Fungus-growing ants (Tribe Attini) and their fungal cultivars share a 50-million-year coevolutionary history. Large scale phylogenetic analyses depict a strong co-phyletic signal among ants and their farmed fungi yet fungus sharing among unrelated ant lineages is somewhat widespread. An overview of sharing has been hampered by a lack of genetic markers that exhibit intraspecific variation and surveys across geographic regions. For example, previous studies have shown similar sequences of the internal transcribed spacer (ITS) region of fungus in different species of Trachymyrmex, suggesting that these ant species are farming the same fungal clone. To examine whether this was a case of symbiont sharing or an issue of relatively uninformative molecular markers, samples of fungus from colonies of Trachymyrmex arizonensis and Trachymyrmex pomonae were collected and sequenced from southeastern Arizona using traditional barcode markers (ITS) and genome-wide single nucleotide polymorphisms (SNPs). Since T. arizonensis has also been known to grow fungus from leafcutter ants in the Chiricahua Mountains in Arizona, surveys were conducted in this area to find other instances of this behavior; however, this was not observed. According to fungal ITS sequences of T. arizonensis and T. pomonae, the fungi of these species fall into the same large clade as other fungi associated with the Trachymyrmex genus. The SNP dataset, on the other hand, indicated that each species of ant grew its own subclade of ant fungi with only one colony (out of fourteen) of T. arizonensis growing a fungus that was otherwise associated with T. pomonae. As a result, there appears to be a pattern of codivergence between Trachymyrmex ant species and their fungal cultivars that may suggest the possibility of cryptic speciation for fungi that has not otherwise been detected with conventional markers, and fungal sharing across species may be less prevalent than previously suspected.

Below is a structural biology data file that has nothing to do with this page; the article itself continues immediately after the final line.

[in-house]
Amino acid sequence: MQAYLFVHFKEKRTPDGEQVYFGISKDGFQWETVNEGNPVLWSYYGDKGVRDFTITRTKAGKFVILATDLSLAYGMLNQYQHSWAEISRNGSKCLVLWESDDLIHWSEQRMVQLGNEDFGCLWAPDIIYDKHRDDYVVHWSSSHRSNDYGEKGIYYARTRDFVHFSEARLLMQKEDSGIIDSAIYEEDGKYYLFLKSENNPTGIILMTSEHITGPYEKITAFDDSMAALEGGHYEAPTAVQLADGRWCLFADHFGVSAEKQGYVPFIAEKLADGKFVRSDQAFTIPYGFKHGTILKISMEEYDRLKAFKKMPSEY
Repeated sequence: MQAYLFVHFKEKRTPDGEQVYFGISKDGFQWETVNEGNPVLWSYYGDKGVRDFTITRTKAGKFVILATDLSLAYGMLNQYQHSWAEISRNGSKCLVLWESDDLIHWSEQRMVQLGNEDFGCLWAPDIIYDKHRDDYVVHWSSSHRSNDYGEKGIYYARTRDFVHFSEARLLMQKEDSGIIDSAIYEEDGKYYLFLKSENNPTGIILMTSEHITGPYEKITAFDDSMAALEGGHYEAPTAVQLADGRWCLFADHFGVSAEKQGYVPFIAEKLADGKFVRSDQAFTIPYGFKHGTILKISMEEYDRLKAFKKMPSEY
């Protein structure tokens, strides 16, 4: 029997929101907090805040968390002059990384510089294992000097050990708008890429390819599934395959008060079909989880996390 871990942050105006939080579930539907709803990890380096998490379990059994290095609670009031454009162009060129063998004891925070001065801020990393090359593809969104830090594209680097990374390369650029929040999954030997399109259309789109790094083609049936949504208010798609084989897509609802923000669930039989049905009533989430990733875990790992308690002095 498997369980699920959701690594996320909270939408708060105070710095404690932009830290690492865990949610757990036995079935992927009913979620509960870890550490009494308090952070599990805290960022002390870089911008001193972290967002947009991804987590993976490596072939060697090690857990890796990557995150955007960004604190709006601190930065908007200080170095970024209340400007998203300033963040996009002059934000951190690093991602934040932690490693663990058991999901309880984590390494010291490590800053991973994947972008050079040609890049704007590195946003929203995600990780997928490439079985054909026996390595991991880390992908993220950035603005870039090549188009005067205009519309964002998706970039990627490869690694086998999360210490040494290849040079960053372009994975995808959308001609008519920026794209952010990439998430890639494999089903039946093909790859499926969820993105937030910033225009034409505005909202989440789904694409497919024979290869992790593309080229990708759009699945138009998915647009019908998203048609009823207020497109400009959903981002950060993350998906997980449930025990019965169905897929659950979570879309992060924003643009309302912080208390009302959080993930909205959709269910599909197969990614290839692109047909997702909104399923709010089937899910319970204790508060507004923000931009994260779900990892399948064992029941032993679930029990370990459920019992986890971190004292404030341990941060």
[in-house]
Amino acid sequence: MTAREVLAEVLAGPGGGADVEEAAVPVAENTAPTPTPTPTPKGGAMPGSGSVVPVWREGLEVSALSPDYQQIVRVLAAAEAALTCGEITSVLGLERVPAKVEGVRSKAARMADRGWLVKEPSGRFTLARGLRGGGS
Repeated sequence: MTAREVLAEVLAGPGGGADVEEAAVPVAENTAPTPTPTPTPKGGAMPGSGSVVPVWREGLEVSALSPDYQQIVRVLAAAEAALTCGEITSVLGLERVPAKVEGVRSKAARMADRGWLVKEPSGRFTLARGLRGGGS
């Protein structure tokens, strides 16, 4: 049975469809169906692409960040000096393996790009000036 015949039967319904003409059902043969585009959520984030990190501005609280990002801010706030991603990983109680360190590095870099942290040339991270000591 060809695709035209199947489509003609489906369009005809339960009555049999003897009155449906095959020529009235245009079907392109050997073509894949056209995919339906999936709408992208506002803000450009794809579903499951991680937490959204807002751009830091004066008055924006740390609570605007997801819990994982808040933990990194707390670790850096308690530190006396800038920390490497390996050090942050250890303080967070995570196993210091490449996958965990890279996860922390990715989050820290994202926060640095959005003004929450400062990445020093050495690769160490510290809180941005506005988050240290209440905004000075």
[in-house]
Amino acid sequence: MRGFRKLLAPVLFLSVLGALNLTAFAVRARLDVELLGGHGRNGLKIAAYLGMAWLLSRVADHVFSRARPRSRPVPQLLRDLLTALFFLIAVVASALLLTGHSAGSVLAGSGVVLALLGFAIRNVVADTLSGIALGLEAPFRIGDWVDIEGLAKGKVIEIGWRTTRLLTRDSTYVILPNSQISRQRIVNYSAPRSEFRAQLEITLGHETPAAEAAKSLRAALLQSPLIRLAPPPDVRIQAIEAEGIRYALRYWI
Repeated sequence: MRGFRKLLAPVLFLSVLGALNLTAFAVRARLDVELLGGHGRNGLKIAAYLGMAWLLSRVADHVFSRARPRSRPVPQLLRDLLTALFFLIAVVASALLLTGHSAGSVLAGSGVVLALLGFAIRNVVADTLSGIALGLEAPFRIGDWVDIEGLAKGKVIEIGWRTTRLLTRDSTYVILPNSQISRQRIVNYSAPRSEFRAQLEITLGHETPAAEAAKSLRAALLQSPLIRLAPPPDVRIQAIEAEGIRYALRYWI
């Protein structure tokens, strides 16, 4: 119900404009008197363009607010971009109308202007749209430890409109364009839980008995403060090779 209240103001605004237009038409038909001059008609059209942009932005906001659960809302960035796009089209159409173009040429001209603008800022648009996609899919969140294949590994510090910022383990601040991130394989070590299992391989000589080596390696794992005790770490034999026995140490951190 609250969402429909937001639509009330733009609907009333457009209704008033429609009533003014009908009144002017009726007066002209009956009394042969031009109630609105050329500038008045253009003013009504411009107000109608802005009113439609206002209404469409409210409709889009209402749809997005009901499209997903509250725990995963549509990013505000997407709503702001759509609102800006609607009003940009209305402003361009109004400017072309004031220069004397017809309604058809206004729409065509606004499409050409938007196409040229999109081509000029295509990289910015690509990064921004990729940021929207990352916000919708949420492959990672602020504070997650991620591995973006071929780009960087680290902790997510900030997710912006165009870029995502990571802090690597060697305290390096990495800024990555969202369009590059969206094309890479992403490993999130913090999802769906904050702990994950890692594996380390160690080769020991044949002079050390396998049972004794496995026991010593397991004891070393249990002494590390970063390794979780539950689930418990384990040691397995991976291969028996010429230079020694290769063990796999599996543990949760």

Date of publication

Winter 12-21-2020

Document Type




Persistent identifier


Committee members

Dr. Jon Seal, Dr. Katrin Kellner, Dr. Joshua Banta, Dr. Matthew Greenwold


Master of Science